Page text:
Brain; Discovery; Mental Health

Using magnets to treat major depressive disorder: Clinical trial shows promise

Brain; Discovery; Mental Health

Magnetic seizure therapy (MST) uses magnets to stimulate the brain to treat medication-resistant depressive disorder.

UT Southwestern has reached the midpoint of a clinical trial to see whether magnetic seizure therapy (MST) – a novel option that uses magnets to stimulate the brain to treat medication-resistant depressive disorder (MDD) – is as effective as electroconvulsive therapy (ECT).

The CREST-MST trial, funded by the National Institute of Mental Health, at this time is available to U.S. patients only at UT Southwestern. Together with a center in Toronto, Canada, we are currently the only two North American academic medical centers offering MST to treat major depressive disorder.

Clinical data show that, for reasons we are still investigating, seizure-related changes in brain chemistry can improve or reverse MDD symptoms. Electroconvulsive therapy induces therapeutic seizures in a patient’s brain using electrical currents and is one of the most efficacious antidepressant treatments.

Approximately 80% of patients with severe MDD respond to ECT, compared with just 50% who respond to medication. While ECT is highly effective, some patients are understandably concerned about potential side effects, such as short-term memory loss.

Data from the CREST-MST trial will help us determine whether MST, which carries fewer cognitive side effects, might be an effective alternative. We hope the trial will provide the necessary data needed for the U.S. Food and Drug Administration to approve MST as a new safe and effective antidepressant therapy.

How does magnetic seizure therapy work?

In a clinical setting, a specialist trained in MST uses a magnetic coil ­– pre-measured to fit comfortably – to trigger therapeutic seizures in a patient’s brain. The seizure activity increases blood flow to the areas where depression originates, which might aid in depression symptom reduction.

Doctors demonstrating how a patient received magnet therapy for severe depression
MST is performed when a patient is under general anesthesia and the controlled seizures typically last only 30 to 60 seconds. Total treatment time per session is about 15 minutes,

Compared with the electrical currents used in ECT, magnetic currents do not penetrate as deeply and can be focused more precisely, which may result in a relatively better cognitive safety profile. Both ECT and MST are performed when a patient is under general anesthesia. The controlled seizures typically last only 30 to 60 seconds, and total treatment time per session is approximately 15 minutes, followed by recovery from anesthesia.

The CREST-MST trial is a randomized, double-blind study, meaning participants do not know which treatment they are getting. Patients are randomly assigned to receive either ECT or MST. Treatment is given three days a week for a maximum of 21 treatment sessions.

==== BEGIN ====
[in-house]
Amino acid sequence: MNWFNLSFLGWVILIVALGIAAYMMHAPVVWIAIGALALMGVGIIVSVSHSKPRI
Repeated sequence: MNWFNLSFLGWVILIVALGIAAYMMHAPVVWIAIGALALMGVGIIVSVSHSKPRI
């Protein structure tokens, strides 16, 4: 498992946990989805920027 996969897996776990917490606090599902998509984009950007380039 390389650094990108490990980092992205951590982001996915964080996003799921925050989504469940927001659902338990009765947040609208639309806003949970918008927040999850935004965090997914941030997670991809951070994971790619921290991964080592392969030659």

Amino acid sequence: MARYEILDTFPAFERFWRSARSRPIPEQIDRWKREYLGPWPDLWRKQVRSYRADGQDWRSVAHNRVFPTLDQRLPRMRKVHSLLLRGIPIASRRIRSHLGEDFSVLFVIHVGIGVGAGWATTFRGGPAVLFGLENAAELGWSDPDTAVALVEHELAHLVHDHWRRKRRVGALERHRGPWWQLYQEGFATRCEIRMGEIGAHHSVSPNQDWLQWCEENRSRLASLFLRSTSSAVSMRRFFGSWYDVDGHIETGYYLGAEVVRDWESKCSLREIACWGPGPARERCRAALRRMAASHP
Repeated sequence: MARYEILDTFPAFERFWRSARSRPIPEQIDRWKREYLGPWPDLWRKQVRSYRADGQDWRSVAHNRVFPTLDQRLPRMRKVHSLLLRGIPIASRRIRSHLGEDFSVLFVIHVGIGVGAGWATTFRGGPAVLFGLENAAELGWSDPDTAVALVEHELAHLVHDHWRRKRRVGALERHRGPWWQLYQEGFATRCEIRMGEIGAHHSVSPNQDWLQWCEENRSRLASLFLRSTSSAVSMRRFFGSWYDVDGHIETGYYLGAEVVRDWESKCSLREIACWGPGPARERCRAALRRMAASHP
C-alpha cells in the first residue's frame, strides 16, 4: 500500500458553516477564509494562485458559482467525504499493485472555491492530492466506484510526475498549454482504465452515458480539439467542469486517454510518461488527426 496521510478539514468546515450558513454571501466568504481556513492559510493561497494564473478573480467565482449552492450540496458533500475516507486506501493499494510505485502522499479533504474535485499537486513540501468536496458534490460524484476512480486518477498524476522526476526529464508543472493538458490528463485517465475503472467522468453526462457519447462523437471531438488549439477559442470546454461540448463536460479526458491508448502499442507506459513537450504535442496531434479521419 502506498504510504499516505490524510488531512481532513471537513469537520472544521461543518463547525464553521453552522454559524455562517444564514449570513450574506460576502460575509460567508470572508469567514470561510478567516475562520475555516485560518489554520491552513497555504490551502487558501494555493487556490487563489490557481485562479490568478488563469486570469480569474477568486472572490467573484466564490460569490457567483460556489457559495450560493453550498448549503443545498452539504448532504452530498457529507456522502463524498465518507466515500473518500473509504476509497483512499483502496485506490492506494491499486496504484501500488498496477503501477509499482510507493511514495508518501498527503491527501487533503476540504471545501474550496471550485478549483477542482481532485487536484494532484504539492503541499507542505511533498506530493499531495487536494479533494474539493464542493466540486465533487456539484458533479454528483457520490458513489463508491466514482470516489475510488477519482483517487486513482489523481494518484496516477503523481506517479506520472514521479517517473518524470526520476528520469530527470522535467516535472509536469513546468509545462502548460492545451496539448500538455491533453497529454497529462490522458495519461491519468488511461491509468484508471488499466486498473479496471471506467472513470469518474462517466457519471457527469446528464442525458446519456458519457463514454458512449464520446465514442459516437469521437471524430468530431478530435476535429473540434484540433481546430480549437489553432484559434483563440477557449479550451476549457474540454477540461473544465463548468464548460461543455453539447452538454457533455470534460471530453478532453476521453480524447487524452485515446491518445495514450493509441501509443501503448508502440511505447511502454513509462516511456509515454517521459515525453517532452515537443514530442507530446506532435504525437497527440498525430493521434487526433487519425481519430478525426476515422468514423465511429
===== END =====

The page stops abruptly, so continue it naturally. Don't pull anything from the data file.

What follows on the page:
Even if MST is shown to be as effective as ECT, it is unlikely we will stop prescribing ECT for certain patients. Clinical experience has demonstrated that bilateral ECT remains superior to unilateral ECT and MST in terms of clinical efficacy. And though bilateral ECT carries more cognitive adverse effects, this option remains available through our clinical program at UT Southwestern for people who do not have an optimal response to the study intervention.

Who is eligible for the CREST-MST trial?

We are enrolling approximately 130 patients, age 18 and older who have been diagnosed with unipolar MDD. Adults with significant neurological or medical conditions and patients who are pregnant are not eligible. See the full trial eligibility criteria.

Before starting ECT or MST, we will work to optimize participants’ antidepressant medication plan, and patients will continue taking their medications during the clinical trial. Most participants pause psychotherapy during the treatment series, though it is strongly encouraged to resume psychotherapy after study treatments conclude to support ongoing mental health and wellness.

The future of interventional psychiatry

UT Southwestern’s psychiatry experts offer all available FDA-approved interventional treatments for major depressive disorder, as well as some advanced clinical trial therapies that are not yet widely available.

Nader Pouratian, M.D., Ph.D
Dr. Nader Pouratian

Along with the MST trial, we’re engaged in two deep brain stimulation (DBS) studies for MDD with Nader Pouratian, M.D., Ph.D., Chair of Neurosurgery at UT Southwestern. We are also conducting DBS for obsessive compulsive disorder (OCD) clinically.

Unfortunately, advanced therapies such as ECT have been plagued by misinformation and negative stigma throughout the years – namely, ECT has been likened to the outdated “treatment” in the 1975 movie One Flew Over the Cuckoo’s Nest. While that stigma is lifting, we still have work to do.

Through ongoing research to expand our clinical services, we offer hope and healing to patients coping with severe and medication-resistant depression – patients who once had limited or no remaining treatment options. It would be remarkable to add MST as another modality that could potentially provide relief or remission of severe major depressive disorder symptoms for our patients.

To visit with a psychiatrist about MDD treatment options, call 214-645-8300 or request an appointment online.